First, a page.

Let’s begin on a positive note: A research paper from April 2020 reviewed randomized clinical trials and other observational studies to show that coffee can reduce the risk of type two diabetes, cardiovascular disease, as well as several forms of cancer. So perhaps you are inadvertently protecting yourself from some harmful conditions each time you pop into your local cafe.
Sadly, the positivity ends there. Our growing demand for coffee presents us with a multitude of issues, many of which require urgent action.
When we see mould on our food our immediate reaction is to throw it away. To us, it is an indication that the food has turned bad, and we assume that food would not taste the same because fermentation has started. Along with this, we begin to question the texture, aroma and appearance of the food.
However, we sometimes see mould as a delicious component of some of our favourite indulgences.
Mould is, of course, responsible for the speckles within blue cheese and it’s characteristic saltiness and sharpness. It is caused by the cultivation of Penicillium roqueforti and Penicillium glaucum during the oxygenation of the cheese.
Mould can be seriously harmful to us, especially to those who suffer from an allergy to it, so is there a heightened risk from eating blue cheese?
We know that allergies and immune responses are influenced by our environmental exposures in our early life. In fact, eating cheese at 18 months of age shows a protective effect especially for eczema and...
We all know about the devastating effects that change in our climate will cause, from melting ice caps, rising sea levels and more extreme weather. But there is another risk too, and one that could potentially affect all of us in the way we build and look after our homes, and how we try to save the ones at risk.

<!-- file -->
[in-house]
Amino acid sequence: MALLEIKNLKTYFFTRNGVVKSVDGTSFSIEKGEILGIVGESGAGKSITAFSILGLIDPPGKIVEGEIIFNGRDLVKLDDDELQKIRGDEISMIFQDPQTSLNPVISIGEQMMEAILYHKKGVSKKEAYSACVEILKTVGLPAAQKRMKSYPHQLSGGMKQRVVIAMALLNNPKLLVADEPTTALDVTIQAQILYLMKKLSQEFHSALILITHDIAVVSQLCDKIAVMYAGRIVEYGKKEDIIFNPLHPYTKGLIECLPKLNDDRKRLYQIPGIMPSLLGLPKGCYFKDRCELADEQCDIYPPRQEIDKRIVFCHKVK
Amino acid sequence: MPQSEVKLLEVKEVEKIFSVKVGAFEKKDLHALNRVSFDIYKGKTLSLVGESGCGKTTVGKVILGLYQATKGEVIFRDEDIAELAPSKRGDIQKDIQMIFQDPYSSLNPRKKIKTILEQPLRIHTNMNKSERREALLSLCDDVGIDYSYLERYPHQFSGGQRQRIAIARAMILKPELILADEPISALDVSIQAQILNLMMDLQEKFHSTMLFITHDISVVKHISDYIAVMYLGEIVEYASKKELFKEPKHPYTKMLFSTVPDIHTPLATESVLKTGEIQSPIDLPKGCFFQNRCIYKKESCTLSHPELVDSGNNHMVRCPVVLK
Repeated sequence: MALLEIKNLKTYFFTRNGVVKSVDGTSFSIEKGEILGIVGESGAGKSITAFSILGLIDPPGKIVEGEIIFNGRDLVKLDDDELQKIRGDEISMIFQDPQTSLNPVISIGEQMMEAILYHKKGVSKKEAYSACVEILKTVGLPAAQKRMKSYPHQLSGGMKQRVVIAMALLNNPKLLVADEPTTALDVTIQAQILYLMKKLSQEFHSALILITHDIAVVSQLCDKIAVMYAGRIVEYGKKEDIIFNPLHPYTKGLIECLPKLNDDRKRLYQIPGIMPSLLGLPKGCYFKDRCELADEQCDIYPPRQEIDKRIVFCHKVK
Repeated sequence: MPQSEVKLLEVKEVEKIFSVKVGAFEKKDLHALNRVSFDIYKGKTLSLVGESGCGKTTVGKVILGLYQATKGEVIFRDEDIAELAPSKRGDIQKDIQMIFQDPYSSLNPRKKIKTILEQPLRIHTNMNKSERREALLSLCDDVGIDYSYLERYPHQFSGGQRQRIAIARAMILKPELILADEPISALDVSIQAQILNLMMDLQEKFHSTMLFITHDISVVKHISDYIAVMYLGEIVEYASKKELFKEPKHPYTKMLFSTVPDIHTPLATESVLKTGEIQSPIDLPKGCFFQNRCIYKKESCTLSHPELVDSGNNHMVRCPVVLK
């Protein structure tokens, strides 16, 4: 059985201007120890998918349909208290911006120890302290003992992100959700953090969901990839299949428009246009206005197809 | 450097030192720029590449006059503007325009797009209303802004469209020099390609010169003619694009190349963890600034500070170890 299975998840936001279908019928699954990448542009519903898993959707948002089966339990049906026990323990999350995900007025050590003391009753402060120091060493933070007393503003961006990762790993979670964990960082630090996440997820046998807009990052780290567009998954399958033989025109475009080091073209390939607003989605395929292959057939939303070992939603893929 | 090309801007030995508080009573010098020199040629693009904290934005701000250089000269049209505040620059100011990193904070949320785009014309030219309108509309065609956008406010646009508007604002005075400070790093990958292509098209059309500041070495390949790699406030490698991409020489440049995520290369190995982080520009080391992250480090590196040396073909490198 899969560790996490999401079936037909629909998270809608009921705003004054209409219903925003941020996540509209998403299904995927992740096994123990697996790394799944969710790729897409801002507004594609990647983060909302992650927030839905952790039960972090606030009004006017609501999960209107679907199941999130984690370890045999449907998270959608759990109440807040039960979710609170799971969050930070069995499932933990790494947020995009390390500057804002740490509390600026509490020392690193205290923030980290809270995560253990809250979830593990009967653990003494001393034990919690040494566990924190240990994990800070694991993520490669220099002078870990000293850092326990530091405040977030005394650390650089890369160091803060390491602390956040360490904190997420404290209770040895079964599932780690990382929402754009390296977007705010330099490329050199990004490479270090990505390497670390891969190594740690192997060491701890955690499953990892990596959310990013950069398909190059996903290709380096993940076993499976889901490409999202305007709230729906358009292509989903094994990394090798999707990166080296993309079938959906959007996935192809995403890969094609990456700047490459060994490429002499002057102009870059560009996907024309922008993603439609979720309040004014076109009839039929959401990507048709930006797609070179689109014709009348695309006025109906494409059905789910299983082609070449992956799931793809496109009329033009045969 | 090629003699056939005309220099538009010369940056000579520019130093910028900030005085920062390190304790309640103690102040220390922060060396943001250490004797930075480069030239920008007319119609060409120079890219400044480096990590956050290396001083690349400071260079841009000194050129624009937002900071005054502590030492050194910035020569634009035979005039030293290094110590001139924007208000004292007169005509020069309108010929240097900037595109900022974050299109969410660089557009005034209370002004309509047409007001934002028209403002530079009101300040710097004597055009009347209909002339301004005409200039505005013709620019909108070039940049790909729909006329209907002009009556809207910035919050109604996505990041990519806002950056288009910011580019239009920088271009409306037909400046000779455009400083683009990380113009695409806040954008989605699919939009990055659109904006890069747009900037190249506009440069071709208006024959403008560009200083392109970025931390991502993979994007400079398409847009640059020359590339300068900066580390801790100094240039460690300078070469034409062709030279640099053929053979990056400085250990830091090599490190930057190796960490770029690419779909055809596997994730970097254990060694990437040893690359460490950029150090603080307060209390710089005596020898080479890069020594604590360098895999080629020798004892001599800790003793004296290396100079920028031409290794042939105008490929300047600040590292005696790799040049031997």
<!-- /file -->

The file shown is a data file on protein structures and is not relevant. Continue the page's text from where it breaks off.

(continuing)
One of the consequences of climate change that we are already seeing, and bearing witness to its effects, is changes in our weather. Namely, we are experiencing warmer and wetter winters along with warmer and drier summers. Amidst the plethora of changes this will cause, scientists are concerned about an increase in the severity of microbiological attacks of exposed timbers. This means that any type of wood used in construction could be more at risk to decay from mould and wood-rot fungi.
Scientists use something called the Scheffer Climate Index to monitor temperature and rain variables, which can be used to indicate how preferable the conditions are for harmful mould and...
Sometimes, it seems like the hardest thing in the world to do is to get to sleep. Be it struggling to drift off, tossing and turning in the early hours or waking up too early and not being able to get any more shuteye - it’s something we’ve all had to deal with at one point or another.
George Clooney blames his insomnia on a racing mind, helped only by going to sleep with the TV on, whilst Lady Gaga’s fibromyalgia and PTSD are both conditions known to negatively affect a person’s sleep. On the other hand, Rihanna’s reported ‘3 to 4 hours of sleep’ is self-inflicted, with the popstar admitting to binge-watching TV late at night.